Michael Erard, Um ... : Slips, Stumbles, and Verbal Blunders, and What They Really Mean, 2007

Other words the BFG coins are from errors. For example, in spoonerisms snapperwhipper, dory-hunky and catasterous disastrophe, the initial syllables have been swapped.

Simon Horobin, "The BFG reminds us that wordplay is part of learning and mastering language," The Conversation, July 22, 2016

Word of the day

Wednesday, December 04, 2019

snarf

[ snahrf ]

verb (used with object)

Slang.

to eat quickly and voraciously; scarf (often followed by down or up).

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What is the origin of snarf?

Snarf, “to eat greedily or voraciously,” is a slang word, originally American, and like many if not most slang terms, it has an obscure etymology. Some authorities claim snarf to be a variant of scarf “to eat greedily,” or a combination of the verbs snort and scarf. Snarf is just as likely to be onomatopoeic, as of the sound of pigs feeding at a trough. Snarf entered English in the late 1960s.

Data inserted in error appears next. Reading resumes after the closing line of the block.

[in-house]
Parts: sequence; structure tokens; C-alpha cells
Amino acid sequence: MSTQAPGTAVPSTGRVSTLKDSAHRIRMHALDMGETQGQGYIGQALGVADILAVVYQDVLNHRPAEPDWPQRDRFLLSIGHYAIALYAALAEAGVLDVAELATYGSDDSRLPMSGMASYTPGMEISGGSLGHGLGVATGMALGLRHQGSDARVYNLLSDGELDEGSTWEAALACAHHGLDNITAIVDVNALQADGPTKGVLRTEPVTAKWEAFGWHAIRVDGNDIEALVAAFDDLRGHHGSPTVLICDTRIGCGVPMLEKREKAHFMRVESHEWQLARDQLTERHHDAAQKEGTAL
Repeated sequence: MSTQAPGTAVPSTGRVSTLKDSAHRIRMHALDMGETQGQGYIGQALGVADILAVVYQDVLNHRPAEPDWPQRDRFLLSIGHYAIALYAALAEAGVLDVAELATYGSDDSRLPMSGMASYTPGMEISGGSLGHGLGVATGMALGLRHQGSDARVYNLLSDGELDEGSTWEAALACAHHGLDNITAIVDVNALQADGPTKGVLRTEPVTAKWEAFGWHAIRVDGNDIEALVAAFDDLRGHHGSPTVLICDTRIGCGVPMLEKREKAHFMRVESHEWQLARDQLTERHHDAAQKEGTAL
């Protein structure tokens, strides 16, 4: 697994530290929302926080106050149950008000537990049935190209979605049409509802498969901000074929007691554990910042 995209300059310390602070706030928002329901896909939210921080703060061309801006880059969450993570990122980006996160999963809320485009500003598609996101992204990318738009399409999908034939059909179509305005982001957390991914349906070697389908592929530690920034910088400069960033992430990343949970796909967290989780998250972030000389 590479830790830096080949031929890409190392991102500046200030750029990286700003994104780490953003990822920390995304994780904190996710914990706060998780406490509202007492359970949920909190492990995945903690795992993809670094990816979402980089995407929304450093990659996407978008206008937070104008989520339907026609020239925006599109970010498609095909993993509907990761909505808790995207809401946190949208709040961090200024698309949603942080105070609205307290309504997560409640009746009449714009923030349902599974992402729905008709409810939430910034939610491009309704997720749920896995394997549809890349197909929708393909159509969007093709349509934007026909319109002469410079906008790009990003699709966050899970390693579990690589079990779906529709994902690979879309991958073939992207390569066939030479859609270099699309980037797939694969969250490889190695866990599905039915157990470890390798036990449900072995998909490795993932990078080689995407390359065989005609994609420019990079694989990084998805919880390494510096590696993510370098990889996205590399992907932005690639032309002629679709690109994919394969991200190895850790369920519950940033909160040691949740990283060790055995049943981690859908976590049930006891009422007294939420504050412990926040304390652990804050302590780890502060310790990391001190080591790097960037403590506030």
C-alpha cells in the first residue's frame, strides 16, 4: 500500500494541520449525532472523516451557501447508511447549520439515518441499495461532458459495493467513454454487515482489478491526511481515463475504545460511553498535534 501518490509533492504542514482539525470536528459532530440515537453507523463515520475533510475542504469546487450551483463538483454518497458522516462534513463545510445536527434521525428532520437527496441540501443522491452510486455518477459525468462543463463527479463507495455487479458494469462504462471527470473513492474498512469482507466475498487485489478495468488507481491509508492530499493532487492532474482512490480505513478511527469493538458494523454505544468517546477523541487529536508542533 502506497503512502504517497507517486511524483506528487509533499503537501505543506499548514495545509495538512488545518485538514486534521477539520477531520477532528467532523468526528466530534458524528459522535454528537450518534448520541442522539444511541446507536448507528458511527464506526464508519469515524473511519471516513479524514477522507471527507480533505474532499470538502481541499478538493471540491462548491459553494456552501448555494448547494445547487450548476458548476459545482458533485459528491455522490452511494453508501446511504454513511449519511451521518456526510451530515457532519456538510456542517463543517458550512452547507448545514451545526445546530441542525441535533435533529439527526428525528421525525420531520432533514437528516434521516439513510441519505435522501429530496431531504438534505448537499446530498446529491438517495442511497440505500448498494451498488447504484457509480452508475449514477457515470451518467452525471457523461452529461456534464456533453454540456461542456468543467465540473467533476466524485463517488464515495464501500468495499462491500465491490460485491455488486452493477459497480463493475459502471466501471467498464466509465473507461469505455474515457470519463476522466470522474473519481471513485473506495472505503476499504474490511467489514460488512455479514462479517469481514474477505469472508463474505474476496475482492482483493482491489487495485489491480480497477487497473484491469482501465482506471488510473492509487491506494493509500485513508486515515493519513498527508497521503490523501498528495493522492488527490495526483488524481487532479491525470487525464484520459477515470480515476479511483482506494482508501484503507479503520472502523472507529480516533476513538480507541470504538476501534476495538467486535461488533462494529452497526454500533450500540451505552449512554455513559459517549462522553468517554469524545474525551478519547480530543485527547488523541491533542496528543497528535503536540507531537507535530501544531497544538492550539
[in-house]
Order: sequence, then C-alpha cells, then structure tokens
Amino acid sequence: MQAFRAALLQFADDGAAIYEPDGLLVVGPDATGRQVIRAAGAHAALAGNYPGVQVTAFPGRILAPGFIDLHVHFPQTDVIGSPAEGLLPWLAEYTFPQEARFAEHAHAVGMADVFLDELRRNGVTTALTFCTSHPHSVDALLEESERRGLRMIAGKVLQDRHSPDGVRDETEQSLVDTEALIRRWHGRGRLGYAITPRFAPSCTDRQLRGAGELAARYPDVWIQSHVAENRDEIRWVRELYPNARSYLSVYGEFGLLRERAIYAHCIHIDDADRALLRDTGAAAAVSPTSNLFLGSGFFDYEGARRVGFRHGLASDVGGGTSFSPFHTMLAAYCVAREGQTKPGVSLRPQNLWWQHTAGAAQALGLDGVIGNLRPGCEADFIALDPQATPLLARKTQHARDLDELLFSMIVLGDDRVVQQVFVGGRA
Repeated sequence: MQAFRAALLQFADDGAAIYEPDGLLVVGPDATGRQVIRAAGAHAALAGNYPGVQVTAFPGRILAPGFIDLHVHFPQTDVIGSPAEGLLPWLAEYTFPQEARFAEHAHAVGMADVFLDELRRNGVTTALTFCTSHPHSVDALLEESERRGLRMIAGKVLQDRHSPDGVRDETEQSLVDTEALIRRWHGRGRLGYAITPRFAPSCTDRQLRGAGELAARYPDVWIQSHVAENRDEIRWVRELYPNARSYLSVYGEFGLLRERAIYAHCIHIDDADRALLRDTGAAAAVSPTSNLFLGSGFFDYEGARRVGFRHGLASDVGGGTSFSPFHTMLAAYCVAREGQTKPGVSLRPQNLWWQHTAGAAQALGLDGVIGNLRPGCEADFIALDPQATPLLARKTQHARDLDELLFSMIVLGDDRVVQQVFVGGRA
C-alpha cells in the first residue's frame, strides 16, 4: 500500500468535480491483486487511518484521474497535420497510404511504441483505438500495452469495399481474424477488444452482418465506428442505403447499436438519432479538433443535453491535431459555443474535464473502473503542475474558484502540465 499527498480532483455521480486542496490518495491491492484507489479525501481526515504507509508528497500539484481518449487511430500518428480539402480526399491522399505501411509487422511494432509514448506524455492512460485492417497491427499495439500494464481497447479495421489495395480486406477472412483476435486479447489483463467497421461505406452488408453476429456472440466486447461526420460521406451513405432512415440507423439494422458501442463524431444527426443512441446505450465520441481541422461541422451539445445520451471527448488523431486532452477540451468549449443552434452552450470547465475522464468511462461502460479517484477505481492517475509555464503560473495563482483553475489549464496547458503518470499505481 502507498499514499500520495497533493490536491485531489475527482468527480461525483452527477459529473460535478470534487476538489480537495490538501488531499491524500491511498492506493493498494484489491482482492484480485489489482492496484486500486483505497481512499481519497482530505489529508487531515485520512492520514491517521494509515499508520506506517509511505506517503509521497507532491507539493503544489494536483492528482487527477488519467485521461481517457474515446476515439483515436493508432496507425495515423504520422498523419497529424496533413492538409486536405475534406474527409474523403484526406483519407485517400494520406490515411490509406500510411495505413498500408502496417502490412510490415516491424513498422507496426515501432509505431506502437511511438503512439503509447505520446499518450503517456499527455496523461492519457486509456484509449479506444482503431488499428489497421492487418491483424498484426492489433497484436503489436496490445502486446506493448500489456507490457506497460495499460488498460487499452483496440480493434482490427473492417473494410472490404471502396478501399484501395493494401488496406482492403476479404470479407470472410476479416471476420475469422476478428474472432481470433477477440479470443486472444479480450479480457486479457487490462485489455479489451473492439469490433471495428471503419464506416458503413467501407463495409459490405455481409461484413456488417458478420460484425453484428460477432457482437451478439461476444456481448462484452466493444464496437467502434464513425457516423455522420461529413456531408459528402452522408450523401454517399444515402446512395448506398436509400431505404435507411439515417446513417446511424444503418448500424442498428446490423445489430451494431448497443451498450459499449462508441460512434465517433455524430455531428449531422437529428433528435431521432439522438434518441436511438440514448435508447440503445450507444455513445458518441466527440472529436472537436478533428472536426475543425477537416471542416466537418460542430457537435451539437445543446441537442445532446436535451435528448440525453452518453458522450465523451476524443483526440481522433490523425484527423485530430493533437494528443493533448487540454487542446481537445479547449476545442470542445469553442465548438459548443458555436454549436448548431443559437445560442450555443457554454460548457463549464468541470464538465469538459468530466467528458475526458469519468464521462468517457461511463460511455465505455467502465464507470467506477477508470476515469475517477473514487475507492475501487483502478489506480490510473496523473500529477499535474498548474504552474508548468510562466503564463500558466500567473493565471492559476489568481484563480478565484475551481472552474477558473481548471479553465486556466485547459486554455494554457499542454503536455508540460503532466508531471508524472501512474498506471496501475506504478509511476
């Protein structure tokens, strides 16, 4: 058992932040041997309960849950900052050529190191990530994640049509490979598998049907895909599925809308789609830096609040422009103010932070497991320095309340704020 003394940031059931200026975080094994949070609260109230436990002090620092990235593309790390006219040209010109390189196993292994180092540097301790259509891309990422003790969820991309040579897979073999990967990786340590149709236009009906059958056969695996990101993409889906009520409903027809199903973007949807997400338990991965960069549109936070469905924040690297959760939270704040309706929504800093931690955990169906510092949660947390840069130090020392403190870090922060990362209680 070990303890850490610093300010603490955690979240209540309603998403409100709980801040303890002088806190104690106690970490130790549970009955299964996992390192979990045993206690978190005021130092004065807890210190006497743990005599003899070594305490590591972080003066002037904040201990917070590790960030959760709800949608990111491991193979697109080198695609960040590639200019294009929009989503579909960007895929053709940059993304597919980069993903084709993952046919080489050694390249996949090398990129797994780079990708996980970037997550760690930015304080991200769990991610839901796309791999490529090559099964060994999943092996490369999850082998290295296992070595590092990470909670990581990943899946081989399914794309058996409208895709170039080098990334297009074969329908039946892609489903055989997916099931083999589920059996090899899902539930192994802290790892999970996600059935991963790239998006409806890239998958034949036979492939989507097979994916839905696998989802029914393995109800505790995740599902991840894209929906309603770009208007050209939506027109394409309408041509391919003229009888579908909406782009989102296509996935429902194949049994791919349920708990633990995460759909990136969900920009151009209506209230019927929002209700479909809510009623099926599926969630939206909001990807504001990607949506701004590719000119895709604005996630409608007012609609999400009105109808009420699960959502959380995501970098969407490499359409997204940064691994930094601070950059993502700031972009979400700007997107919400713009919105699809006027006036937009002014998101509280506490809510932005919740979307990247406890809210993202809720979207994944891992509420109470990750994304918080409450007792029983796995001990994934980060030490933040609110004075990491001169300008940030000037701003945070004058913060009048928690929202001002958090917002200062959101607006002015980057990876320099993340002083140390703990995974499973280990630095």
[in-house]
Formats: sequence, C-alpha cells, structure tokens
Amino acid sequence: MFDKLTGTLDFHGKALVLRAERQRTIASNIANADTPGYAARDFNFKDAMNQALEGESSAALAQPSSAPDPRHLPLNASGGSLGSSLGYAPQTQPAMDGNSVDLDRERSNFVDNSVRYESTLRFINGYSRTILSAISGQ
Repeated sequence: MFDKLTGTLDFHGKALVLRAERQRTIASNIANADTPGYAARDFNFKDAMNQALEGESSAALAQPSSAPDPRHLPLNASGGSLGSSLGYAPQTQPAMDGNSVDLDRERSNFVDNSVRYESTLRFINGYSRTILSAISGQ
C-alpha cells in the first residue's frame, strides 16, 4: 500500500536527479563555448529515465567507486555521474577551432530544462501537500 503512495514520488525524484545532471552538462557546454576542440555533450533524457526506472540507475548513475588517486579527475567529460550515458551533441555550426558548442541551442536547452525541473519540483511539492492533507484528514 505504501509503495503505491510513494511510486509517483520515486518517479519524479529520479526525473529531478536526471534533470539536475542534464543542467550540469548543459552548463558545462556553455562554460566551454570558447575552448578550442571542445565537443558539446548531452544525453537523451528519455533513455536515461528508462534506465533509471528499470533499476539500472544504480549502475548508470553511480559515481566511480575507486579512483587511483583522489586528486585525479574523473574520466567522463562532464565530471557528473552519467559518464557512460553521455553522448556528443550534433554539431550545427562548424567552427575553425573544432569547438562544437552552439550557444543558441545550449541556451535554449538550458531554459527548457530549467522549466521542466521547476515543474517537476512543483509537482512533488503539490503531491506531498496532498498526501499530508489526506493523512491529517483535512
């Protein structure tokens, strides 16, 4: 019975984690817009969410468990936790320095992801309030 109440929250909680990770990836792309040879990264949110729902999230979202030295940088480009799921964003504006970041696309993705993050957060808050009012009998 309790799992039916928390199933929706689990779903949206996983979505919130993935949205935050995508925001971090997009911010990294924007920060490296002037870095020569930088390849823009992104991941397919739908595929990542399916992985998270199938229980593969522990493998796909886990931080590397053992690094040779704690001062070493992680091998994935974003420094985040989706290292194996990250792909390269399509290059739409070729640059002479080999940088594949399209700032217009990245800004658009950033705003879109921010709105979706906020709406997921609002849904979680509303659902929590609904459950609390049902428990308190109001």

how is snarf used?

“My kids snarf these like candy,” he said.

Matt Lee and Ted Lee, "The Industry: Killer Tomatoes," New York Times Magazine, August 28, 2005

We don’t just snarf down the Hershey bars and gummy bears directly from the bag. We pour ourselves a glass of wine as well ….

Chris Morris, "The Wines That Pair Best With Your Kids' Halloween Candy," Fortune, October 31, 2019

Word of the day

Tuesday, December 03, 2019

benignity

[ bih-nig-ni-tee ]

noun